VizUM Visualization Competition Deadline Extended to 7/16/2018

Your City, Your Neighborhood, and You

Visualization for Civic Engagement  |   Registration Form
For questions regarding the contest, please don’t hesitate to email


Objective and Overview

The goal of this competition is to challenge designers, journalists, data scientists, statisticians, and professionals and scholars in any other field to design either:

• A data visualization essay, story, or infographic based on publicly available data about Miami, or
• An exploratory data visualization.

These are a few examples of “infographics” and stories told through graphs, charts, and maps, either static or interactive:

Population change in Brazil | Driving times to abortion clinics | Failure Factories

And these are examples of exploratory data visualizations, intended to let the public analyze complex data at will, through menus, filters, etc.:

DimStiller | MizBee | LineUp

Data is transforming many areas of our lives. Industries that have not historically relied on data are now increasingly interested in capitalizing on it. No matter which path you plan to pursue, data manipulation, analysis, visualization, and communication skills will give you a competitive advantage.

For these reasons, we felt it was important to provide an opportunity to our community to participate in the data revolution, though the vehicle of our annual VizUM Symposium. We see the VizUM Visualization competition as an opportunity for you to learn new skills, create beautiful pieces that you can add to your portfolio, and increase public understanding about relevant issues.

The first annual VizUM competition calls all city dwellers to dive deep into data shared by Miami-Dade County and produce visual products—either visual stories or exploratory visualizations—that speak to their fellow citizens, calling their attention to topics that matter, and call them to action.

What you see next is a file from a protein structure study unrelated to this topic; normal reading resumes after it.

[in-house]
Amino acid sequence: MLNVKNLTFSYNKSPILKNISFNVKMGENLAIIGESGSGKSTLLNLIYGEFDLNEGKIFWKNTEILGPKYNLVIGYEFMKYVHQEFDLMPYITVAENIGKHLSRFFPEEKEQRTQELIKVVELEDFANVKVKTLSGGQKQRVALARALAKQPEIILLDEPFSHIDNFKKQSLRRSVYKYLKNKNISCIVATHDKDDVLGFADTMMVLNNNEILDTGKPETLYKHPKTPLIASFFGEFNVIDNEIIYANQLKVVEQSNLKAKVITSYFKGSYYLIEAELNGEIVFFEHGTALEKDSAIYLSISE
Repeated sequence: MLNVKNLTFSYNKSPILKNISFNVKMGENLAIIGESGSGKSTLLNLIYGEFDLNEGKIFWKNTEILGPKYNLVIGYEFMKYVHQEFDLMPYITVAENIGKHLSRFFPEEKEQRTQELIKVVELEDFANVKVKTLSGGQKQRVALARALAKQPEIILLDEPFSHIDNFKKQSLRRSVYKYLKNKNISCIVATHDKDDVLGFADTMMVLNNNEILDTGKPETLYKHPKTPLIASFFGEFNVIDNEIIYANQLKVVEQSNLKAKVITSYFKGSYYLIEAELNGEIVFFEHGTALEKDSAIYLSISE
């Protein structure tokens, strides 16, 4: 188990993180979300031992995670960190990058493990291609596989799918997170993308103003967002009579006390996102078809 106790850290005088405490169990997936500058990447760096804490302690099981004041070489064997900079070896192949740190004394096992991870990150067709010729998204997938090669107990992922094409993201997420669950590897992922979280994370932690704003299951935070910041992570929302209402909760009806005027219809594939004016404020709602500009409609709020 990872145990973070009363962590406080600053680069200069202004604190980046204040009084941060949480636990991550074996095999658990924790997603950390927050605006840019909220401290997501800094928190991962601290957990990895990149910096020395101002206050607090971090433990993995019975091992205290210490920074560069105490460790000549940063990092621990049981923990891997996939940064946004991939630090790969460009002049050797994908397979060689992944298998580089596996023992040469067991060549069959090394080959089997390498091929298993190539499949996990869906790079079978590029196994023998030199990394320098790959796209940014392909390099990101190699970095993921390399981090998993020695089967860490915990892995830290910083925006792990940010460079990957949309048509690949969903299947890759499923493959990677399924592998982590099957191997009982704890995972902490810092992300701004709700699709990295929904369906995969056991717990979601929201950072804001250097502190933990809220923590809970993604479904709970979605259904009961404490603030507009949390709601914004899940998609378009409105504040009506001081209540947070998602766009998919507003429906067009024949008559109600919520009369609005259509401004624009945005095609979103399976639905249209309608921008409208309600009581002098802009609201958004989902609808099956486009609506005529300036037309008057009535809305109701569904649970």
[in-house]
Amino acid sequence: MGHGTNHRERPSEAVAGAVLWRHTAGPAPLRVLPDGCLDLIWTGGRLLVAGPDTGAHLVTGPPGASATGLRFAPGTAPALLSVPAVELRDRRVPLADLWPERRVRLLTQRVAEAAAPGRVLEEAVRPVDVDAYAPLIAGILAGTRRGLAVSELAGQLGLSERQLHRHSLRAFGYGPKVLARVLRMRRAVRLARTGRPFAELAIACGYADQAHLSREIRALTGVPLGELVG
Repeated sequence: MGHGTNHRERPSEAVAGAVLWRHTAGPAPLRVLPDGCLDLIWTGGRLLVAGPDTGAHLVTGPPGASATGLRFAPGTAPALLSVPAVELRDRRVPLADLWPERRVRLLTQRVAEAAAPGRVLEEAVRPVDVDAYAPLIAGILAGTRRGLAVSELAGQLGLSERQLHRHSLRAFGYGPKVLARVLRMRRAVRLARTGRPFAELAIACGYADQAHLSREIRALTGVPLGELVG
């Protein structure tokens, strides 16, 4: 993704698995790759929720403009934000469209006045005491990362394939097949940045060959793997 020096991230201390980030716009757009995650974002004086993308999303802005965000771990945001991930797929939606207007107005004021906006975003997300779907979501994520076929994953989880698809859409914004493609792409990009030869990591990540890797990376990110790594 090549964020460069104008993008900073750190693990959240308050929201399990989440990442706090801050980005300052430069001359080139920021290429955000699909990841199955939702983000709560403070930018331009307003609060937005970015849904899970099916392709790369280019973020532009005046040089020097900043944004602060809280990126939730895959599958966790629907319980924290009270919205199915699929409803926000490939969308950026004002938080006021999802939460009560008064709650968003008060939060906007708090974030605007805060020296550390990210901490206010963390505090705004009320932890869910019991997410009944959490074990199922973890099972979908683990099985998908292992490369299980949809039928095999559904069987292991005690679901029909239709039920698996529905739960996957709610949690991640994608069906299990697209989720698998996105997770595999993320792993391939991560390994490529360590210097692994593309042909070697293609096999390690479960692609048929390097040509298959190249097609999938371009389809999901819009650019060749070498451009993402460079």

We have specifically and deliberately designed this competition so that you don’t have to be a visualization wizard to enter, and you have a reasonable chance of becoming a finalist!


What’s in it for you?

•  You may want to use this competition as an opportunity to teach yourself how to use a new tool or learn a programming language.
•  You may want to use this competition because you know that you are the best, and you have your eye on one of the prizes.
•  You may want to use this competition to call your fellow citizens to action on an issue that is important to you, because you want to make a difference.

No matter what your motivation is, welcome!



You must use datasets from at least one of the following three sources:

•  Miami-Dade County’s Open Data Portal

•  Miami-Dade County’s GIS Data Library

•  City of Miami Building Permits Data

•  City of Miami Open Data Portal (beta / includes budget and permit data)

We will refer to this as your « city or county » dataset.

You may combine the city or county datasets that you choose with any other open data that you can find, such as Census Bureau data, Google Trends/search data, Twitter or other social network data, data from the State of Florida, the U.S. Federal Goverment Open Data Portal, data from the Centers for Disease Control and Prevention, the Food and Agricultural Organization of the United Nations, the United Nations Data Retrieval System, or data from the World Council on City Data Open Data Portal. We will refer to this as your « additional » dataset.

If you do choose to bring in an additional dataset, please keep in mind that you will need to provide the details of how you performed the merging operation in your submission.


Timeline and Important Dates

November 16, 2017 Official launch of the 2017-2018 VizUM Competition
February 4, 2018 Last day for teams or individuals to register by completing the Registration Form
March 1, 2018* Idea Checkpoint
(final date will be announced to participants via email)
April 26, 2018* Analysis & Prototype Checkpoint
(final date will be announced to participants via email)